A New Composting Facility for Cedar Creek Corrections Center

By Julie Vanneste, Environmental Planner, Sustainability Coordinator for WDOC

In August, Cedar Creek Corrections Center started using its new composting facility, marking the latest addition to the Department’s lineup of five large onsite composting facilities that manage food and other organic wastes, including kitchen waste, tray scrapings from dining areas and landscaping wastes. In addition to these likely waste streams, Cedar Creek also plans to begin composting bio-solids from the facility’s waste water treatment plant, much like Olympic Corrections Center has for the past 20 years.

These composting centers are a source of pride for the Department for Corrections and just one example of how sustainable operations are not only environmentally correct but fiscally responsible.

The composting facility at Stafford Creek Corrections Center, which is similar in capacity and design to Cedar Creek’s new facility, has saved Stafford Creek a calculated $30,000 per year. Their entire waste management system, which includes the compost unit, allows the facility an average annual savings of $200,000. Incorporating bio-solids with other organic wastes at Olympic Corrections Center saves tens of thousands of dollars each year through the ability to manage this waste stream onsite. Food and landscaping wastes adds still more savings.

In-vessel-composting

An offender technician works with the in-vessel composting system at Washington Corrections Center in Shelton. Photo by Benj Drummond and Sara Joy Steele.

Reducing greenhouse gas emissions, easing the burden on our landfills and creating meaningful employment by providing  skills and educational opportunities for  offenders are additional bonuses of the composting and sustainability programs.

Cedar Creek’s new facility consists of a rotating drum, manufactured in Lynden, WA; four aerated static pile bays; and storage of the finished product. The rotating drum can receive an average of 3,000 pounds of organic waste daily. Compost removed from the drum is moved to an aerated static pile for three addition weeks, where it is closely monitored for pathogen reduction and curing. Once finished, the compost is safe for general use as a soil amendment.

Although Cedar Creek is a much smaller campus, managing approximately three tons per month of food waste as opposed to Stafford Creek’s average of 20 tons per month, the smaller forest camp has big plans for its new drum.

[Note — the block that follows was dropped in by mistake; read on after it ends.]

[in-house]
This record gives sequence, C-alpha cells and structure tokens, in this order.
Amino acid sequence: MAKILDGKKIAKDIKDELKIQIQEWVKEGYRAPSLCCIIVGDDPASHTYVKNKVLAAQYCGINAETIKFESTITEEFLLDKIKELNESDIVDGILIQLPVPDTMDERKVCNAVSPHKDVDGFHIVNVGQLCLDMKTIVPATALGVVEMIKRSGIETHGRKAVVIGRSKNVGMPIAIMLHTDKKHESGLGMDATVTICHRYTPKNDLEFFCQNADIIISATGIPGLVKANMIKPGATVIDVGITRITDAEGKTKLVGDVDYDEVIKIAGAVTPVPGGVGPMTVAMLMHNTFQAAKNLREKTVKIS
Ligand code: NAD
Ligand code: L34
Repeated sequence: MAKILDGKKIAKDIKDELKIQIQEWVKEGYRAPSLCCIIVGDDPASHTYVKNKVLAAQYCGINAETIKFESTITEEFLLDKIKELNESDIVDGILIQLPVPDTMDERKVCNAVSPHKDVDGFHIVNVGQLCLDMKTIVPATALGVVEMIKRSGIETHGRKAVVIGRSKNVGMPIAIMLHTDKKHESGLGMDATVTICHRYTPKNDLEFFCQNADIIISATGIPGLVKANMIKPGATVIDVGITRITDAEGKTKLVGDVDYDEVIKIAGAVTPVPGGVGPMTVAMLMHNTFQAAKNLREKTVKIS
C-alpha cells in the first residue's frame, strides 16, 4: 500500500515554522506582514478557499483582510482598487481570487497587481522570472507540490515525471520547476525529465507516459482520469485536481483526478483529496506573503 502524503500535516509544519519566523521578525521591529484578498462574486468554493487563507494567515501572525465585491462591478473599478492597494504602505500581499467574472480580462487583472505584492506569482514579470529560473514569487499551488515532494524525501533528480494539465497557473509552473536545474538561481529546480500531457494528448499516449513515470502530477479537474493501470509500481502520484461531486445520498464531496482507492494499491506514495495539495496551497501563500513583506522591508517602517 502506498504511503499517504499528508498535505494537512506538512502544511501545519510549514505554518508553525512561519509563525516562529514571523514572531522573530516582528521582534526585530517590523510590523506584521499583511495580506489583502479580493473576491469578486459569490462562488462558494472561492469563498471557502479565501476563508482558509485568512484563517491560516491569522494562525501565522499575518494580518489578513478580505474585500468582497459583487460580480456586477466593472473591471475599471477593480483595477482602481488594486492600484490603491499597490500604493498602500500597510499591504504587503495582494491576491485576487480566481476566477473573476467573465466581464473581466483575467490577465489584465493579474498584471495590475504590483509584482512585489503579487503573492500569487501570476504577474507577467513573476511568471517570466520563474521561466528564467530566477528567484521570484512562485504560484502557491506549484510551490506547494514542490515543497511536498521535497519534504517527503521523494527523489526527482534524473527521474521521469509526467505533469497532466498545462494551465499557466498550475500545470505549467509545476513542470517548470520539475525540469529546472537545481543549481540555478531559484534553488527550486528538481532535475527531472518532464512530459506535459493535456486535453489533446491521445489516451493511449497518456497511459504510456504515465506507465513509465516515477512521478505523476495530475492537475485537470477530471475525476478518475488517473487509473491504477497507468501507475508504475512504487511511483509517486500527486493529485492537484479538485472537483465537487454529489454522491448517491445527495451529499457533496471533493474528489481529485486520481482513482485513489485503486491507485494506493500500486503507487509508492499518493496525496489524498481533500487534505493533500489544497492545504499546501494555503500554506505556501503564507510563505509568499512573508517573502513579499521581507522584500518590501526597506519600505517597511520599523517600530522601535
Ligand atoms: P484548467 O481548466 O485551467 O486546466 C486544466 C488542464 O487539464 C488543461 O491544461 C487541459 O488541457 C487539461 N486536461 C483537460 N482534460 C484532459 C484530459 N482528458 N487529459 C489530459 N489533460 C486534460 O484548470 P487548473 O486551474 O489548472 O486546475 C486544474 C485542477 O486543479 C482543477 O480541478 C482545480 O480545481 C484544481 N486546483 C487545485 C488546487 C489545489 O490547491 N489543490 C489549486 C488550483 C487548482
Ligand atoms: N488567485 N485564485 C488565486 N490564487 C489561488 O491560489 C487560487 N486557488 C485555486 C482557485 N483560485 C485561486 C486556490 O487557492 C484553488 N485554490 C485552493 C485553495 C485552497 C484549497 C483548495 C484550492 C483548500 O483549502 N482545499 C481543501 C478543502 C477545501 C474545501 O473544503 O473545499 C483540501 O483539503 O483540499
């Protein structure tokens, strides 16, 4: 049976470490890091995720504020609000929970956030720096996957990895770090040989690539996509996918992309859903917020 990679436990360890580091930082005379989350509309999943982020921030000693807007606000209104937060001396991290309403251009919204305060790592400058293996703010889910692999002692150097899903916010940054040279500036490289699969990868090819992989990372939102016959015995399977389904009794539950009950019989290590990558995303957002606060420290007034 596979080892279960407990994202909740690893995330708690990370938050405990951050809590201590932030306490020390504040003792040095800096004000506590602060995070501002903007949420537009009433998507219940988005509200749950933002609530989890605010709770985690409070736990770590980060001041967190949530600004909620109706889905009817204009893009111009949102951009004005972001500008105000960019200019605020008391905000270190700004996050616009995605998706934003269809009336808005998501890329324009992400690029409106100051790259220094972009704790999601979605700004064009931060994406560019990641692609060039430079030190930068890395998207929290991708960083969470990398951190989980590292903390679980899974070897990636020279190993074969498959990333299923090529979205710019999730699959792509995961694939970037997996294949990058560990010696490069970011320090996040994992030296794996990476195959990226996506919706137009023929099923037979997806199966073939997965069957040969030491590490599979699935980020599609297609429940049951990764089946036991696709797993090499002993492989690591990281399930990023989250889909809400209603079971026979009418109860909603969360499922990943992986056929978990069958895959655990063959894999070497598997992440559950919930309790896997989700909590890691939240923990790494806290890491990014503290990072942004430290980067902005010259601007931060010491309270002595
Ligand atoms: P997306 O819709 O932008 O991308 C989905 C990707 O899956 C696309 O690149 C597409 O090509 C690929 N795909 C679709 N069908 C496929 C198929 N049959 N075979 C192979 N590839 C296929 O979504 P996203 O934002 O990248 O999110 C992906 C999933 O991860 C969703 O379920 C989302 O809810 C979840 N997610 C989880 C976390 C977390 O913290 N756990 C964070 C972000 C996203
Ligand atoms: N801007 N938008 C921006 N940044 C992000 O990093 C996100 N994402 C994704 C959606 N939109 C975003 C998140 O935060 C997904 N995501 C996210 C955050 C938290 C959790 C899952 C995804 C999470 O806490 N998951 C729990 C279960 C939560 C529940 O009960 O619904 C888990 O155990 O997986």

Although the equipment and its accompanying 7,000 sq. ft. building are new to Cedar Creek, composting is not. Home of the Department’s first food waste compost facility, Cedar Creek  has successfully managed all of its food waste  in a back-yard -style composting operation  for the past 10 years, cobbled together from salvaged material including ecology blocks and an old roof moved from another part of the campus. Costing virtually nothing to construct, staff and offenders, under the leadership of then-superintendent Dan Pacholke, began a project that almost immediately saved the Department $1.3 million in impending upgrades to the facility’s waste water treatment plant. Those upgrades were ultimately determined unnecessary after the facility demonstrated that the use of their new composting system eliminated such significant burden on the waste water treatment plant that additional capacity could be handled without improvements to the facility.

Now some 10 years later, composting again appears to be the more sustainable and cost-effective answer. Costly and increasingly scarce options to truck and manage the facility’s bio-solids off-site have been costing the Department $3,000 a month. The Department’s existing contract with LOTT, the local municipal waste water treatment facility, will expire in December 2013 with no favorable option to renew.

With this looming problem in mind, the compost facility was designed to receive these bio-solids and compost them in conjunction with other sources of organic waste from the facility and eventually with food waste from the Capital Campus in Olympia.

Although still awaiting regulatory approval of their of bio-solids permit from the Department of Ecology, there is goodwill and high hopes for this project from stakeholders, regulators, and potential partners alike. While there is no projected date for approval of the permit due to staff shortages at the Department of Ecology, DOC is working with Thurston County’s Solid Waste Program to secure approval for a solid waste permit with provision to accept bio-solids. If approved, Ecology may accept this county approval and thereby grant a provisional bio-solid permit while Ecology continues its permit review.  Meanwhile, Cedar Creek continues to process its food waste and plans the future use and partnerships of this badly needed regional resource.

Cedar Creek Corrections Center superintendent Doug Cole with the new compost barrel.

Superintendent Doug Cole and Project Manager Eric Heinitz with the rotating drum that begins the composting process at Cedar Creek Corrections Center.

 

2 Comments:

  1. 2013′s Bumper Crop at Washington Corrections Center | Sustainability in Prisons Project

    […] well. We added fresh compost from our new composting center (photo of the center in a recent blog) to all of our flower beds, and that made everything flourish. The color and size of some of them […]

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  2. The Wonders of In-Vessel Composting at Cedar Creek Corrections Center | Sustainability in Prisons Project

    […] Creek Corrections Center (CCCC) has had their new in-vessel composter operational, I have heard many great things about it. In early November, I had the chance to see the composter in action and be […]

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